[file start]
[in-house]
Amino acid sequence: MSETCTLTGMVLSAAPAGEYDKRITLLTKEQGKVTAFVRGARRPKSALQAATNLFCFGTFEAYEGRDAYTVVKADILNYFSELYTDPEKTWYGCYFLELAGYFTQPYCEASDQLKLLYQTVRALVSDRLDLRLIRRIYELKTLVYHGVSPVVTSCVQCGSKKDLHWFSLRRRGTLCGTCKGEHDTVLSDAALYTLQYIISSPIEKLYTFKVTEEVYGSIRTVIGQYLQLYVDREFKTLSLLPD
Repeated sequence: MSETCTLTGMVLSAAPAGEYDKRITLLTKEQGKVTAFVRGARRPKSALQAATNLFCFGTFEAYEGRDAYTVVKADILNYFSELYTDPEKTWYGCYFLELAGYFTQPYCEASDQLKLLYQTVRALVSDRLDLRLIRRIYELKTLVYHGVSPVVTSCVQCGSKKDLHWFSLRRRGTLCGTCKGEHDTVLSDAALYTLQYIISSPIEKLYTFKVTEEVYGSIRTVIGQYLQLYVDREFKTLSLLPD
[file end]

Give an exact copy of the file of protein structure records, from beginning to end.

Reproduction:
[in-house]
Amino acid sequence: MSETCTLTGMVLSAAPAGEYDKRITLLTKEQGKVTAFVRGARRPKSALQAATNLFCFGTFEAYEGRDAYTVVKADILNYFSELYTDPEKTWYGCYFLELAGYFTQPYCEASDQLKLLYQTVRALVSDRLDLRLIRRIYELKTLVYHGVSPVVTSCVQCGSKKDLHWFSLRRRGTLCGTCKGEHDTVLSDAALYTLQYIISSPIEKLYTFKVTEEVYGSIRTVIGQYLQLYVDREFKTLSLLPD
Repeated sequence: MSETCTLTGMVLSAAPAGEYDKRITLLTKEQGKVTAFVRGARRPKSALQAATNLFCFGTFEAYEGRDAYTVVKADILNYFSELYTDPEKTWYGCYFLELAGYFTQPYCEASDQLKLLYQTVRALVSDRLDLRLIRRIYELKTLVYHGVSPVVTSCVQCGSKKDLHWFSLRRRGTLCGTCKGEHDTVLSDAALYTLQYIISSPIEKLYTFKVTEEVYGSIRTVIGQYLQLYVDREFKTLSLLPD